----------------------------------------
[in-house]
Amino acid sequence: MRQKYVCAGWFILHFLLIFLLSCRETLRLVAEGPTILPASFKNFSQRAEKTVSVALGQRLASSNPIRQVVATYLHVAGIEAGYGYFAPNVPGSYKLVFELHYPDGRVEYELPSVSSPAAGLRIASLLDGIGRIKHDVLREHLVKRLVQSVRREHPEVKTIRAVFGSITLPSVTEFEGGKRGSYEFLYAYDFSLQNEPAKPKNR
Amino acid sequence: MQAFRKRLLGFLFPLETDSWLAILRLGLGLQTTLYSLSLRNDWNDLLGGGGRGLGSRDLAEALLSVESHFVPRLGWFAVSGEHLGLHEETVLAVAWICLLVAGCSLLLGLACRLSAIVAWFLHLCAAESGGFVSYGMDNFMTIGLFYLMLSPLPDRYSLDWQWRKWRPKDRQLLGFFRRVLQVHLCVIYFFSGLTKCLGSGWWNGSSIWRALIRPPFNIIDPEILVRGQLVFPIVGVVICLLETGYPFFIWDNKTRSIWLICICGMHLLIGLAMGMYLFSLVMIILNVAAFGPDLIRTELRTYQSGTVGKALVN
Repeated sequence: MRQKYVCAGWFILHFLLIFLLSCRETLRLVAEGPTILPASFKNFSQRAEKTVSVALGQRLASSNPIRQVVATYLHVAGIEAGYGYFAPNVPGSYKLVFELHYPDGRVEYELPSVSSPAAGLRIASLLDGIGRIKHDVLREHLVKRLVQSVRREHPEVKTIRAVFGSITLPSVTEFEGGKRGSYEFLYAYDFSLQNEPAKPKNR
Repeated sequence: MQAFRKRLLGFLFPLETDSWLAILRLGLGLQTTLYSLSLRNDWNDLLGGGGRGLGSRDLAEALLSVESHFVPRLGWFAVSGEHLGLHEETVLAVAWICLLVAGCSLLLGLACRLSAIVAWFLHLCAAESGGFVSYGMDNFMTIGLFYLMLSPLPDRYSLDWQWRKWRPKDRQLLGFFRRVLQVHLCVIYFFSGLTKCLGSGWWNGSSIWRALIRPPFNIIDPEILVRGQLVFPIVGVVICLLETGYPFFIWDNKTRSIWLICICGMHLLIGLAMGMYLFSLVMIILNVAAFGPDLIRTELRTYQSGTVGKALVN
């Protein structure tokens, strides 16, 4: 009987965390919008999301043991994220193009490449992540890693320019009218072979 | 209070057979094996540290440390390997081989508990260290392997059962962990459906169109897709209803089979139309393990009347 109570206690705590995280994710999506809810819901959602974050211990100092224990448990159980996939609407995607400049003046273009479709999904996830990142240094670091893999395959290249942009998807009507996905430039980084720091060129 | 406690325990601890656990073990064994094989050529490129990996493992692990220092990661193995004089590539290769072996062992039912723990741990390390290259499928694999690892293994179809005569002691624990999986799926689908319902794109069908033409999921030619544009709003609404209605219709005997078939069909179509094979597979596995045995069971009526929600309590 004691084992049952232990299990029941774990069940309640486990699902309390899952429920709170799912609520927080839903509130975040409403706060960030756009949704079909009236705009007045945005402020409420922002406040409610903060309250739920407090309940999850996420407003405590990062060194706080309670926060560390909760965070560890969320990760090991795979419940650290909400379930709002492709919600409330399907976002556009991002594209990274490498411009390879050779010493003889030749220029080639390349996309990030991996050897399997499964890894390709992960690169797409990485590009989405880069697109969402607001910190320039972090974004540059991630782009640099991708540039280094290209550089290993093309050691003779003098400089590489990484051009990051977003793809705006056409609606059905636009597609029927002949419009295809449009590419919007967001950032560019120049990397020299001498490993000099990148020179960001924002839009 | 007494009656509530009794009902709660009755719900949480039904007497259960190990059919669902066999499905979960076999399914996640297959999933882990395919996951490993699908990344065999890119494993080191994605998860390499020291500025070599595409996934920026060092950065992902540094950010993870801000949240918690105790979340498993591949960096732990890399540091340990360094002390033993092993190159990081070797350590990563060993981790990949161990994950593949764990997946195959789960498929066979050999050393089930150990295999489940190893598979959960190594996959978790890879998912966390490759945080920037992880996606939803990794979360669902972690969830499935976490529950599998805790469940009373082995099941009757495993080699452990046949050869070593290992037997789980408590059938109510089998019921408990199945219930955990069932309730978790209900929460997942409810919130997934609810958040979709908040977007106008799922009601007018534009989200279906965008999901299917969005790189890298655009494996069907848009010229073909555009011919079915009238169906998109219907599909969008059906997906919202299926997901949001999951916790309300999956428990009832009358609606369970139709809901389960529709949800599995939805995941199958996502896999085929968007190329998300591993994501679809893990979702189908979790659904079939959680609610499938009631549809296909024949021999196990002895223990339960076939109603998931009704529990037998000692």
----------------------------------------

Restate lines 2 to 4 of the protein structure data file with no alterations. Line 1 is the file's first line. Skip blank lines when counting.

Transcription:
Amino acid sequence: MRQKYVCAGWFILHFLLIFLLSCRETLRLVAEGPTILPASFKNFSQRAEKTVSVALGQRLASSNPIRQVVATYLHVAGIEAGYGYFAPNVPGSYKLVFELHYPDGRVEYELPSVSSPAAGLRIASLLDGIGRIKHDVLREHLVKRLVQSVRREHPEVKTIRAVFGSITLPSVTEFEGGKRGSYEFLYAYDFSLQNEPAKPKNR
Amino acid sequence: MQAFRKRLLGFLFPLETDSWLAILRLGLGLQTTLYSLSLRNDWNDLLGGGGRGLGSRDLAEALLSVESHFVPRLGWFAVSGEHLGLHEETVLAVAWICLLVAGCSLLLGLACRLSAIVAWFLHLCAAESGGFVSYGMDNFMTIGLFYLMLSPLPDRYSLDWQWRKWRPKDRQLLGFFRRVLQVHLCVIYFFSGLTKCLGSGWWNGSSIWRALIRPPFNIIDPEILVRGQLVFPIVGVVICLLETGYPFFIWDNKTRSIWLICICGMHLLIGLAMGMYLFSLVMIILNVAAFGPDLIRTELRTYQSGTVGKALVN
Repeated sequence: MRQKYVCAGWFILHFLLIFLLSCRETLRLVAEGPTILPASFKNFSQRAEKTVSVALGQRLASSNPIRQVVATYLHVAGIEAGYGYFAPNVPGSYKLVFELHYPDGRVEYELPSVSSPAAGLRIASLLDGIGRIKHDVLREHLVKRLVQSVRREHPEVKTIRAVFGSITLPSVTEFEGGKRGSYEFLYAYDFSLQNEPAKPKNR